The Financial Conduct Authority (FCA) has published the final report in its study of general insurance pricing practices (MS18/1). The final report follows a two year study into pricing in the general insurance sector in the UK. An interim report was published in October 2019 setting out interim findings. Alongside the final report the FCA has published a consultation paper on proposed market remedies (CP20/19).
The final findings of the two-year study set out in MS18/1 are that general insurance firms use complex techniques to identify which customers are more likely to renew their policy with them. Firms then increase prices for these customers at renewal. The result is that some consumers pay above the odds for cover. The FCA believes that these consumers are unaware that they are being charged more for their renewals in a practice known as ‘price walking’. Some firms have been found to actively discourage consumers from shopping around for better value policies and do not offer the best prices to those consumers who are less inclined to switch provider.
In MS18/1 the FCA publishes their analyses of the differences in pricing paid by customers who have held policies for more than 5 years and new customers in relation to different products. For example, a new customer for motor cover would pay an average of £285, while someone who had been with the provider for more than 5 years would pay an average of £370.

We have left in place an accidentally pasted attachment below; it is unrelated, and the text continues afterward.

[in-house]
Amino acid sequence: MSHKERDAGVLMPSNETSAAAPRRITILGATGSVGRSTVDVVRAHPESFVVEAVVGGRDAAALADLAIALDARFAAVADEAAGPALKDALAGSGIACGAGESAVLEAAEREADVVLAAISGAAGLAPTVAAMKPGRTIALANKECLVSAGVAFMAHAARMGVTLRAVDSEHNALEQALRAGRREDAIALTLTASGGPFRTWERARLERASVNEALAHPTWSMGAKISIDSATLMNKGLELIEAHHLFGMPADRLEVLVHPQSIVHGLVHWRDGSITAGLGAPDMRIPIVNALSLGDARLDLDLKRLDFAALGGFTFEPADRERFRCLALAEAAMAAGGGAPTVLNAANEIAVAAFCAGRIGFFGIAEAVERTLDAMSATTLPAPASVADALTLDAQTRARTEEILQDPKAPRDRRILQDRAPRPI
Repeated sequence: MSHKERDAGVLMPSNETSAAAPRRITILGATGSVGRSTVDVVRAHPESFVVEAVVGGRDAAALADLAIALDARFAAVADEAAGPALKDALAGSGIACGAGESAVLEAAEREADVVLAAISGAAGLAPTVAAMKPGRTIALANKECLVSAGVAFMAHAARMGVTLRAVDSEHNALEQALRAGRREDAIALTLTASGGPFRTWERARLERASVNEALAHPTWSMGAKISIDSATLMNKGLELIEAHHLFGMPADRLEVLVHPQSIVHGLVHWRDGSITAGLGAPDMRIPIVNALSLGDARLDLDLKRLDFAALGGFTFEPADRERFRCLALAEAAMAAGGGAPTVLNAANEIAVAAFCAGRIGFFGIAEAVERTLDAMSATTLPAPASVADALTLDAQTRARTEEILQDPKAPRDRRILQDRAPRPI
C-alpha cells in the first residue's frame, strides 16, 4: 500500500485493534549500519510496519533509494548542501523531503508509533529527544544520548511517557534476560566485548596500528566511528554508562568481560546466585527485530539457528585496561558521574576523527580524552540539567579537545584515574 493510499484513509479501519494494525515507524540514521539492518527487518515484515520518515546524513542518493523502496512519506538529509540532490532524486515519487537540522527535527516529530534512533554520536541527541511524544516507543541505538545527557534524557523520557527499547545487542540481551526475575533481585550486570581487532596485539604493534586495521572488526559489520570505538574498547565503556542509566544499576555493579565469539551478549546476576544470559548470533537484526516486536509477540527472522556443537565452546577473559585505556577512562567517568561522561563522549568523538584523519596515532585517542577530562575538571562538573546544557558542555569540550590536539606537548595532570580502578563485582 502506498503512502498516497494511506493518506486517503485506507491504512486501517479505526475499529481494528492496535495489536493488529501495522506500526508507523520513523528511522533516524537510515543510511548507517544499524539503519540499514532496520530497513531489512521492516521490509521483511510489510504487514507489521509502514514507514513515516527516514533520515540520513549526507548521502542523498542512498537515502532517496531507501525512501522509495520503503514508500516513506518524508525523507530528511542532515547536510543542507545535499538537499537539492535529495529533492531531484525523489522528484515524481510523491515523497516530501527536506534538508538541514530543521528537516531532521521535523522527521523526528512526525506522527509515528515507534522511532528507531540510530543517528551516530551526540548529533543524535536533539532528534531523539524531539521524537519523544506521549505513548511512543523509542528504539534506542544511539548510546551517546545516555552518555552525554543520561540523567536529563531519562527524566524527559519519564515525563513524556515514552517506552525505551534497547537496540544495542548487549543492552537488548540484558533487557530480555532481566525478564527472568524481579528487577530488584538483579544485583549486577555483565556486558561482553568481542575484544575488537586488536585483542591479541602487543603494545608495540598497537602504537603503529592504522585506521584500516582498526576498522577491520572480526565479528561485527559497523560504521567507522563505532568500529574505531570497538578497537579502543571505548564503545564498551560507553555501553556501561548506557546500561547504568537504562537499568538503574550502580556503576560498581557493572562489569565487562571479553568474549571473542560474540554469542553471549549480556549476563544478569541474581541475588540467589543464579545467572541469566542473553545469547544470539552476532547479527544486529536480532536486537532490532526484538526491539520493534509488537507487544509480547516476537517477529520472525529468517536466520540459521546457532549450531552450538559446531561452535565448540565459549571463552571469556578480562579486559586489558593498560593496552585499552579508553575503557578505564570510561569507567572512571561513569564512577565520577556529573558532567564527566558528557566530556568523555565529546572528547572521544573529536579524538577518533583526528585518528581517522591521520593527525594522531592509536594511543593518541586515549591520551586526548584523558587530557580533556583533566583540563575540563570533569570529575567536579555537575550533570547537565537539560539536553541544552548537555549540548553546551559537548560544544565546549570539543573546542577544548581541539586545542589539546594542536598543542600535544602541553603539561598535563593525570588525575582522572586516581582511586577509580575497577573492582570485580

What measures will the FCA take to address the harm of price-walking?
The FCA has proposed a package of measures to stop firms systematically increasing prices in home and motor insurance (contained in CP20/19). The FCA states that the remedies aim to improve competition and lower average prices for consumers. Accordingly, the FCA will require that firms:
- offer a renewal price that is no higher than the equivalent new business price for that customer through the same sales channel,
- follow enhanced product governance rules to ensure that firms deliver fair value for customers in the target market, and
- follow rules making it easier for customers to stop a contract from auto-renewing.
The FCA will implement a strong supervisory approach to ensure compliance
The FCA plans to step up its oversight of firms to ensure that they comply with the rules introduced to reduce the loyalty penalty. This enhanced approach to supervision will include assessing whether there is appropriate pricing governance, ownership and accountability with the firm; verifying firms’ compliance with the specific rules and guidance arising from the market study; and ensuring that firms are actively considering the value that they provide to their customers and are continuously treating them fairly.
What happens next?
Stakeholders are invited to submit their comments on the proposals by 25 January 2021. A policy statement and final rules is planned for Q2 2021.